Under unhappier circumstances, distress flares would be launched over Boston Harbor and operators added to talk radio switchboards.
How is it possible that Manny Ramírez, who has more career home runs (498) than last night's starting lineup for the Royals (414), lately looks like he should be batting in the middle of the punchless Kansas City order instead of the home nine's?
But even as the Royals have given Ramírez fits, the Red Sox slugger having struck out five times and grounded into a double play while being held hitless (0 for 10) during this series, his personal issues have not spoiled what has a chance to be a perfect homestand.
Daisuke Matsuzaka (7-0), who has not lost to anyone this season, today can complete a four-game sweep after the Sox scuttled the Royals, 6-3, last night for their sixth straight win, this one before 37,674 at Fenway Park. So far, the Sox, who got home runs from Jacoby Ellsbury and Jason Varitek, have outscored the Royals, 15-4, thrown a no-hitter at them (Jon Lester), and otherwise made them look skittish, with wild pitches (two last night, one for a run) and dropped infield popups (two in three games) the order of the day.
"You have to find ways to win even when your big donkeys aren't doing their damage," said Varitek, who also singled and has had five two-hit games in his last six.
"David [Ortiz] has been swinging the bat well. Manny put us on his back quite a bit early. He'll go through it a little bit, but then we'll see Manny returning to being Manny."
Ellsbury, who opened the Sox first with a home run, reached base four times with three hits and a walk, scored three runs, and stole a base. Dustin Pedroia also had three hits, while the bottom of the order, Coco Crisp and Julio Lugo, had key hits in a four-run fifth.
An old Ramírez running mate, Bartolo Colon, made his Red Sox debut, three days before his 35th birthday, and gave a veteran's twist to what had been a kiddie ride for the Sox. Colon, who became Ramírez's teammate in Cleveland in 1997 and started shaving when Lester and Tuesday night's winner, Justin Masterson, were toddlers, made his first appearance in a Sox uniform a winning one, even if equipment manager Joe Cochran had to break out the XXL's for the first time since Rich "El Guapo" Garces was here.
"I'm sure the veteran felt like a rookie again," Varitek said, "maybe even more so because the previous history puts expectations on Bartolo.
"The young guys don't have as much expectations. It's like if they throw well, they get a big pat on the back. If they don't throw so well, they're not ready."
Colon lasted five innings, and while he didn't display the electric velocity matching the reports that came out of Pawtucket during his rehab starts, he pitched effectively. He limited the Royals to six hits, all singles, none of them struck with authority. Colon gave up a run in the third on two ground singles, including a jam shot by Jose Guillen, and another in the fifth on three hits, one a bunt by Joey Gathright to start the inning, another a broken-bat hit by Alex Gordon that scored the run.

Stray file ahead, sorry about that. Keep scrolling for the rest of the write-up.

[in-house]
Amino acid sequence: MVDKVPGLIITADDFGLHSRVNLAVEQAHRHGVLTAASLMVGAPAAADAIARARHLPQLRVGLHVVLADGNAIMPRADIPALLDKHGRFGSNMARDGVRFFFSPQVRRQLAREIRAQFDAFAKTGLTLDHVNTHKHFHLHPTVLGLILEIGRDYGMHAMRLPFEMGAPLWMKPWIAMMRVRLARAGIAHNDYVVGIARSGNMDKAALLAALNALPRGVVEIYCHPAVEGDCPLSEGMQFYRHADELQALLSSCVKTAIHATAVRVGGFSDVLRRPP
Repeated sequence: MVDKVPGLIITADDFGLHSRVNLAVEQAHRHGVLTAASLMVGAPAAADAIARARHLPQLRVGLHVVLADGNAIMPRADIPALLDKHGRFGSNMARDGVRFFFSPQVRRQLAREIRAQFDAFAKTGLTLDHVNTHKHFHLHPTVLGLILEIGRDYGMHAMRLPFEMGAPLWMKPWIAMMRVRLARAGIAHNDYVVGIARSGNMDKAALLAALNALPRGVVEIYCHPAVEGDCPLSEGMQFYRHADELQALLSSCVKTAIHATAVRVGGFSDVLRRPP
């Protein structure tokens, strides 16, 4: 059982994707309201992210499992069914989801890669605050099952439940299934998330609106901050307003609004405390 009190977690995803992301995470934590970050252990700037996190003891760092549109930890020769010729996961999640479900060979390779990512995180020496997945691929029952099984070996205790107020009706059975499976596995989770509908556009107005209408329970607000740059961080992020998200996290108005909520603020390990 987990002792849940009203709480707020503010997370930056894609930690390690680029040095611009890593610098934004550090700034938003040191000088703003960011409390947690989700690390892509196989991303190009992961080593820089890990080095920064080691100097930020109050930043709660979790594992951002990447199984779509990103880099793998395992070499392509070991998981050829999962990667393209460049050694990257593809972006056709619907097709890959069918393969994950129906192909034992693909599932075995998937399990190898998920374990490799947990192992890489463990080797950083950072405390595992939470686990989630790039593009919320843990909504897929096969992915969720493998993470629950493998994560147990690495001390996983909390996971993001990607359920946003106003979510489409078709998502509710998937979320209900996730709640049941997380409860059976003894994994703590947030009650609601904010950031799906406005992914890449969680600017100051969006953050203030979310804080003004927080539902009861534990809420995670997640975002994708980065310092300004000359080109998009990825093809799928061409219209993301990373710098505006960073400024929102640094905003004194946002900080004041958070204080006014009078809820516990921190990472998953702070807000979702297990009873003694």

"You've got to realize this is his first outing," Varitek said, "and he's still building strength. This was a good little starting point for building strength. He's going to help us."
Four Sox relievers - Craig Hansen, Javier Lopez, Manny Delcarmen, and Mike Timlin - held the Royals to one hit over the last four innings, Timlin giving up an RBI single to David DeJesus with two outs in the ninth. Gathright, who walked and reached second on defensive indifference, scored on the hit; he scored all the Kansas City runs.
Much like the Milwaukee Brewers, who rarely led in dropping three straight to the Sox over the weekend, the Royals have led just once in three games, 2-1 in the fifth last night, and that lasted only until the Sox came to bat in the bottom of the inning. Varitek hit an 0-and-2 slider from Brett Tomko into the Boston bullpen to tie the score, and the next four Sox reached safely - Crisp double, Lugo single, Ellsbury single, and Pedroia single - before Ortiz's sacrifice fly, which left a "4" on the scoreboard and created a 5-2 Sox lead.
Ellsbury singled, stole second, and scored on a base hit by Pedroia to make it 6-2 in the seventh.
The Sox, who had a dozen hits, have now won nine straight at home and 11 of their last 12. At 20-5, they have the best home record in the major leagues, and their best home record after 25 games since the Sons of Don Zimmer were 22-3 at the Fens in 1978.
All of which has made it a lot easier not to obsess over Ramírez's May malaise. In his last dozen games, Ramírez has just eight hits in 45 at-bats, a .178 clip, with 11 whiffs. In that span, he has hit just one home run and knocked in four runs.
For Colon, the only thing that matters is Ramírez is here.
"Manny was like a brother to me in Cleveland and he really helped me out, and he's done that here as well," said Colon, with Ed Romero Jr., the team's coordinator of Latin-American operations, serving as translator. "David has also helped me out very much as well, but Manny's like a second brother to me."
Gordon Edes can be reached at firstname.lastname@example.org.